What are the dangers to the NHS in the Health and Social Care bill?
I’ll start by explaining the health and social care 2011 bill which is about to have its second reading on September the 4th in the House of Commons. The government suspended the passage of the Bill in May because it had created so much controversy and convened a group of the great and the good, known as the Futures Forum, to conduct a listening exercise and respond to the Bill.
It was a political exercise and heavily stage managed with little reference to evidence; following the summer recess it is set to be rushed through parliament with government assurances that all concerns have been remedied. The main concern of this bill as set out in our BMJ paper is that the bill as amended doesn’t actually rectify our key concerns.
These are that the Ministerial duty to provide or secure provision has been repealed along with the sections which would have delegated those functions to the secretary of state for health. So in effect what will be established is an independent NHS free of direct parliamentary control. The secretary of state for health will no longer be able to delegate or instruct or issue guidance to the national commissioning board or to the new national commissioning bodies and groups which are being established. So de facto as the legal analysis commissioned by 38 degrees tells us, that’s the end of the NHS, a national health service.
Increasingly there will be enormous variation in who gets access to care, on what basis and what is paid for and what is free at the point of delivery.
The second big problem is that the requirement that primary care trusts had to serve all residents within a geographically defined area on the basis of need is also dissolved and so it’s no longer clear whether the new bodies, which are being created, will serve geographic populations. The big implications are for resource allocation and second for planning; in theory resource allocation mechanisms work on the basis of the needs of their population. New commissioning bodies and new commissioning groups if they can pick and choose patients or patients can elect to go to them from across the country it will make fairness of resource allocation virtually impossible. So that’s very significant.
A further concern is that it enables the further break up and privatisation of the NHS, so increasingly these commissioning groups will be able to contract out care to for profit and not for profit providers thus exposing the NHS to competition policy and competition law. Since competition law trumps public health, this will make it increasingly difficult to plan, to monitor and to provide on the basis of need. The new commissioning groups will find it very difficult and increasingly local commissioning groups and the bodies answering to the commissioning board will have increasing power to determine what is NHS funded care and what is non-NHS funded care and thereby introducing the spectre of top ups and user charges. Top ups are already permitted for some aspects of cancer care, the Richards report enabled that to happen unlike Scotland which went in a very different direction.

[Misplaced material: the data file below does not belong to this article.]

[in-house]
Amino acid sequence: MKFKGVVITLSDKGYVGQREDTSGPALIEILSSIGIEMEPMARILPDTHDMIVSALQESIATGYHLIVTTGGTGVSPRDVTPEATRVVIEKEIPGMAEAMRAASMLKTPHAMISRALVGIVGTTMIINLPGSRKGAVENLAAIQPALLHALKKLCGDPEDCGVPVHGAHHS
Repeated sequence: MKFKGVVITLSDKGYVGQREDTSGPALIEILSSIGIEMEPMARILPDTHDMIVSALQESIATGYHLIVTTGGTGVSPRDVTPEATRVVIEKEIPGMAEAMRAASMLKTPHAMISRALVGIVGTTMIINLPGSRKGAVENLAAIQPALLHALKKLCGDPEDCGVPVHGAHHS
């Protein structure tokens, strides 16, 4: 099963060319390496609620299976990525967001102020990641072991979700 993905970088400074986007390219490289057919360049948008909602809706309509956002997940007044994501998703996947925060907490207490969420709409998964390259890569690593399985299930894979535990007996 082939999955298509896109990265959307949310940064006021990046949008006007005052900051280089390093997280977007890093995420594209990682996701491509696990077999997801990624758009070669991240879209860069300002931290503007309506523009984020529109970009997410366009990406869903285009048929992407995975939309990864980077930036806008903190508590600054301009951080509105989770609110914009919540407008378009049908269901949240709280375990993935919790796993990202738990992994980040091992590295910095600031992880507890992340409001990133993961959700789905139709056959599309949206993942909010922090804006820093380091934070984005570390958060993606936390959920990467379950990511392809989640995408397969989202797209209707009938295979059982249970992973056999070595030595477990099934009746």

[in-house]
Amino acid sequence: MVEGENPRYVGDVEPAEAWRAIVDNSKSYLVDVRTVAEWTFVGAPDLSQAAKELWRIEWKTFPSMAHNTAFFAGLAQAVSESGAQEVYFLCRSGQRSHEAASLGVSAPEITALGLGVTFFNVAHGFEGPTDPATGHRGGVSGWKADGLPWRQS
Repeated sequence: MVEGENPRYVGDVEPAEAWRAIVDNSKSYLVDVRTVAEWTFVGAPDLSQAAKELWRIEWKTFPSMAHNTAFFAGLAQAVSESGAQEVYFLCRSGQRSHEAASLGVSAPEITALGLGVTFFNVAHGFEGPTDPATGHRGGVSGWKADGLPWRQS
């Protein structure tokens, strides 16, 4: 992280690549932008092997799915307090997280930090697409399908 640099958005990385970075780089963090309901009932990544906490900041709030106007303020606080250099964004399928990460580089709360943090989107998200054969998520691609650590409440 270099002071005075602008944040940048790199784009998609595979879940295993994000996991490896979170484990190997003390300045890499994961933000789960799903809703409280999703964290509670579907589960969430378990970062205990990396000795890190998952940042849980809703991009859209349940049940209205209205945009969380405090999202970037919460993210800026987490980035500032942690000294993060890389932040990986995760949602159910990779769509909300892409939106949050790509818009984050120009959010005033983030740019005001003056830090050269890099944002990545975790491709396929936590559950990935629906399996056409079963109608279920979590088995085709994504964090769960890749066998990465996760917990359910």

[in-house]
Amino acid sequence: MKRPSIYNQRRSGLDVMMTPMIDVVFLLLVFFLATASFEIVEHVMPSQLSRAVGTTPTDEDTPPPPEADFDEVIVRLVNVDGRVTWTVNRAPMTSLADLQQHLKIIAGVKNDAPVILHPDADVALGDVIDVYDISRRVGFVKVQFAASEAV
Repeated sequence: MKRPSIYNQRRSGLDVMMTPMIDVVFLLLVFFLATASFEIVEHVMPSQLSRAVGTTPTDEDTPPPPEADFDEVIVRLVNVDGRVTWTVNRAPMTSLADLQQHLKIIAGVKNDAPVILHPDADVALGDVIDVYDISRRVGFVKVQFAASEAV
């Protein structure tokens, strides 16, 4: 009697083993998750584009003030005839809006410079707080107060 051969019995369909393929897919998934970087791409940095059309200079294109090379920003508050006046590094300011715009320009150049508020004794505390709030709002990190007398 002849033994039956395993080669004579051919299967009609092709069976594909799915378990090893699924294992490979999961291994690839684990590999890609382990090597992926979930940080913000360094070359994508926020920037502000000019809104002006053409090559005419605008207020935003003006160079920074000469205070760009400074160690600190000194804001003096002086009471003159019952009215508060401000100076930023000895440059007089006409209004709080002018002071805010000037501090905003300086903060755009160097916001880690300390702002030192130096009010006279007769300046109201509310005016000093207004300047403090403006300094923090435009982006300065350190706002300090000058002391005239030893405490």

The way in which the NHS is being reconfigured is in the model of US style health maintenance organisations. What we will see is the break up of national funding stream for the NHS so it enables new sources of income to be generated by the private sector namely through user charges and sale of private health insurance. So we will be moving much more towards a mixed funding system which is the current situation in the US; whereas NHS services may not be charged for, increasingly commissioning groups will have the ability to decide what is and what isn’t NHS services in their patch and thus what services are charged for.
Is the Private Finance Initiative (PFI) contributing to the current financial crisis many hospitals in England now find themselves in?
PFI has been shown to be a factor because the PFI charge takes a bigger share of the hospital budget over time and this no doubt is creating more deficits and fuelling mergers and service closures.
Are there differences now between Tory and Labour policies towards the NHS?
The problem is that New Labour inaugurated or developed many of these policies on privatisation in its NHS Plan 2000, under Milburn so New Labour actually inaugurated the plan for privatisation and there’s no clear sign that Labour is trying to put clear water between it and the New Labour policy of 2000.
Is Scotland different from England in how the NHS is configured?
Scotland is committed to a publicly administered health service which is integrated around health boards and retains mechanisms of redistribution and direct ministerial control, how long that will last remains to be seen. Expenditure cuts for the NHS in England, will be meted out in Scotland. So Scotland will find itself in a real bind committed to maintaining a national health service but against a background of the treasury cutting the budget for both England and for Scotland and forcing and driving more privatisation and greater exposure of services to competition policy.
Finally what are the implications of the Health and Social Care bill for the NHS in Scotland?
I mean I think that’s a really important question to ask and perhaps one that’s worthy of legal and policy analysis. It’s not unlikely that there will be challenges, it may be that patients in England will come to Scotland for treatment that they can’t get in England or they may move. A second question is the extent to which competition policy, when England starts to open up its services, will rear its ugly head in Scotland. Scotland already has more PFI per head of population so expenditure pressures are problematic and it may be hoist with its own petard or rather variants of PFI.